Creating a self bootable OSForensics with PassMark WinPE Builder

Windows Preinstallation Environment (PE) is a lightweight version of Windows built on the Windows Kernel. Windows PE is not designed to be the primary operating system on a computer; however, it can be useful for forensics purposes. For purposes such as data access, data recovery, or booting a machine without an OS installed. This tutorial will walk through the process of creating an OSForensic bootable solution on an USB Flash Drive using PassMark WinPE Builder.

Before we begin:

With OSForensics it is possible to make your own self booting USB flash drive from within the OSForensics software.

  • Download and install an Windows Assessment and Deployment Kit (WADK) and WinPE Addon from Microsoft. Make note of the installation directory.
  • A copy of OSForensics installed on your computer and your license key email.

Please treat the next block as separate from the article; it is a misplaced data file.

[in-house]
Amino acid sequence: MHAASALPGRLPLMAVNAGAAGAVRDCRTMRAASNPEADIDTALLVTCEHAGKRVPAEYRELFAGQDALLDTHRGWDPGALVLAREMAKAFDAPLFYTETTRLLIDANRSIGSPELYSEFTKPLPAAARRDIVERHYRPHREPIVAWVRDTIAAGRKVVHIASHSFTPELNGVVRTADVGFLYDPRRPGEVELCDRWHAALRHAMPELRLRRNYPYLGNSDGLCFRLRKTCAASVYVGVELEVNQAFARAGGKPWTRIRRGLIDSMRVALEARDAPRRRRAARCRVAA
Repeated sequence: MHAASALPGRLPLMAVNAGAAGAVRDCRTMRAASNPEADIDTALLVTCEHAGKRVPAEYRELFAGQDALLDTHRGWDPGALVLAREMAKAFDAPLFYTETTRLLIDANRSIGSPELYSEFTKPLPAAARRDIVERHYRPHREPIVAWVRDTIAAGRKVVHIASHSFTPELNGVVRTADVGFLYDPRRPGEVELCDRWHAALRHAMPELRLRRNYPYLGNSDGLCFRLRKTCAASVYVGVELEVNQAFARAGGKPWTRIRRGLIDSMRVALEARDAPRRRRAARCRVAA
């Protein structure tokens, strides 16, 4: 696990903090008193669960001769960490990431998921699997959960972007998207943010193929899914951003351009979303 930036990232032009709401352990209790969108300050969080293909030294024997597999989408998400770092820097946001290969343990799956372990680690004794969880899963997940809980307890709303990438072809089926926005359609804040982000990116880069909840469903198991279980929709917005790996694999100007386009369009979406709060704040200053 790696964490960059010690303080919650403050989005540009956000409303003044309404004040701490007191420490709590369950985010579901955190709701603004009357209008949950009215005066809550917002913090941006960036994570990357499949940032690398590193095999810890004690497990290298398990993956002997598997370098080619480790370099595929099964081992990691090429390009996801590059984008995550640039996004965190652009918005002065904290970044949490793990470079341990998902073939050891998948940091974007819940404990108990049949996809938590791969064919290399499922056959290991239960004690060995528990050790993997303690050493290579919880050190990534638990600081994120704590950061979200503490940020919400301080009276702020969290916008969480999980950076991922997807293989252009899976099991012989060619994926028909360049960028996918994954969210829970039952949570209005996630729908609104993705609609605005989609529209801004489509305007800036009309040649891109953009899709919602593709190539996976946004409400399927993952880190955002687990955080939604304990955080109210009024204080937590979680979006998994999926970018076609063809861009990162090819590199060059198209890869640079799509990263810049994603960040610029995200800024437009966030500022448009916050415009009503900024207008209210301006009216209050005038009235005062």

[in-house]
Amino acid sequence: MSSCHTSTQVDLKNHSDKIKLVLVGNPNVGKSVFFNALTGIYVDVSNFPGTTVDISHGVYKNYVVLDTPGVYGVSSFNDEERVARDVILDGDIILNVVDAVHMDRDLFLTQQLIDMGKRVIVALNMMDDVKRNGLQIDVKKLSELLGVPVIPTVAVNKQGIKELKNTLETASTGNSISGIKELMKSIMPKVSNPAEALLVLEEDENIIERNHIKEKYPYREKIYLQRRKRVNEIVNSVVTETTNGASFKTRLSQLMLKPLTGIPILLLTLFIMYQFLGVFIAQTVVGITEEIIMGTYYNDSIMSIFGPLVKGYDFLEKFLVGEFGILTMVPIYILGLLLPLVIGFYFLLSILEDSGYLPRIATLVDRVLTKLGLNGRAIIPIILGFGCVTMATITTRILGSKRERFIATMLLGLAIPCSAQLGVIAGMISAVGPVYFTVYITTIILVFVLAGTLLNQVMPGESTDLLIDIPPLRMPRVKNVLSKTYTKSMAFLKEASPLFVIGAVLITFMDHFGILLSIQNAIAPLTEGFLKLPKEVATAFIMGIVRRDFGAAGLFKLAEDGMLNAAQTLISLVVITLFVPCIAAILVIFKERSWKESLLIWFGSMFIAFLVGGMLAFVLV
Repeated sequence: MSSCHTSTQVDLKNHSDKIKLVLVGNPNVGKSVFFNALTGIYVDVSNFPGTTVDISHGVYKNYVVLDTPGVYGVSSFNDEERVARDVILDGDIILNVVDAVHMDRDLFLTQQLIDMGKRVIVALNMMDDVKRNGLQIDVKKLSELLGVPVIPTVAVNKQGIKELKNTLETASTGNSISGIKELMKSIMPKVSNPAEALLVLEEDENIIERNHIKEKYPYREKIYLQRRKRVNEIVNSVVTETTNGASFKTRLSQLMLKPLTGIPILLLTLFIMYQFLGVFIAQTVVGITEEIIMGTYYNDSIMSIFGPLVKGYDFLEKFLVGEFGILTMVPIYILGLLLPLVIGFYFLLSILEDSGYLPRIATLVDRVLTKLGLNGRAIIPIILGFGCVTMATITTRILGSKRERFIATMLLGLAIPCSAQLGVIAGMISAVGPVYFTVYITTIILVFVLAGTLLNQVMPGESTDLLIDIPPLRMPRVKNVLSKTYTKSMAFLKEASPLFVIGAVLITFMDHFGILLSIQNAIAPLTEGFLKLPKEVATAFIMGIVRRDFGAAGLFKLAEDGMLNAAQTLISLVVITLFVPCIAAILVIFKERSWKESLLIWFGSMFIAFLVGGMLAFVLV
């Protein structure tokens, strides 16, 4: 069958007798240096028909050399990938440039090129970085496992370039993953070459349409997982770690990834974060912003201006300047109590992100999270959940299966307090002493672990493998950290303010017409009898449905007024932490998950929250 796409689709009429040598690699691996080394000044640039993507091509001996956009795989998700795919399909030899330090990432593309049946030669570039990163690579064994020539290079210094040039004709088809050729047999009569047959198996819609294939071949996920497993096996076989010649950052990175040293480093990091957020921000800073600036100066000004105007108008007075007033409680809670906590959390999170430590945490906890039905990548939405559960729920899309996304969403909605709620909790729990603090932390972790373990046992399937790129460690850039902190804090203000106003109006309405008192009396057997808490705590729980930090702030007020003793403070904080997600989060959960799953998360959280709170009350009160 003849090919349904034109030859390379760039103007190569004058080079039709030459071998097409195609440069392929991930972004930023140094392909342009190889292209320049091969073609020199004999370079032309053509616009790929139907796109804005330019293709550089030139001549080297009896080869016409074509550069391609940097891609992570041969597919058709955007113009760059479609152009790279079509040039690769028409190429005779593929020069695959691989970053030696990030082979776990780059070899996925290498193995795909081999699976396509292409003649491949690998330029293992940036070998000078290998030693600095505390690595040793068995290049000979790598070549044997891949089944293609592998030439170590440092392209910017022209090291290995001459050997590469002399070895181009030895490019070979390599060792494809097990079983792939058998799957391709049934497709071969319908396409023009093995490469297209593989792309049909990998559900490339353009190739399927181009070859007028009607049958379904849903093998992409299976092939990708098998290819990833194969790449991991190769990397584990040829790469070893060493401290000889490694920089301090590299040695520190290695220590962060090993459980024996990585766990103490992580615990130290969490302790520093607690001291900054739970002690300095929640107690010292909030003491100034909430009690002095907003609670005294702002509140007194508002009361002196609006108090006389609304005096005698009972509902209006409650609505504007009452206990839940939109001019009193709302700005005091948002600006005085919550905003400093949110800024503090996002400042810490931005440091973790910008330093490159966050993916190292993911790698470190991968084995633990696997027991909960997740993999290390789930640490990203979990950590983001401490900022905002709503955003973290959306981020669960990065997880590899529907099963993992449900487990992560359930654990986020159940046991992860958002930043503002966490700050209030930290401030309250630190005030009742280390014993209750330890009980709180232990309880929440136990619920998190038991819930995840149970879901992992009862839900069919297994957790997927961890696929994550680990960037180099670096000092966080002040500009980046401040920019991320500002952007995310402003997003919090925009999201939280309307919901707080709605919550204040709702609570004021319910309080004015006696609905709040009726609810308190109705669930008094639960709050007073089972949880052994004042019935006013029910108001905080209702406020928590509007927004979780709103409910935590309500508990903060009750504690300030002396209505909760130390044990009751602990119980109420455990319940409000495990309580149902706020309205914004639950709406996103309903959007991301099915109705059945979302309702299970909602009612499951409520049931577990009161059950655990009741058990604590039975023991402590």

• A USB Flash Drive (UFD). Back up any important data on the UFD, drive will be formatted during the build process.

For the most part, all the options in PassMark WinPE Builder will be set to the default. You should not need to adjust the settings unless you want to customize your WinPE build to include additional tools. The WinPE Builder program can be located in the OSForensics' Program install directory or launched from within the program itself from the Install to USB option.

Alternatively, it is possible to make your own self booting USB flash drive without using WinPE Builder by following the instructions provided in the following guide.

Exporting OSForensics files to be used in WinPE Builder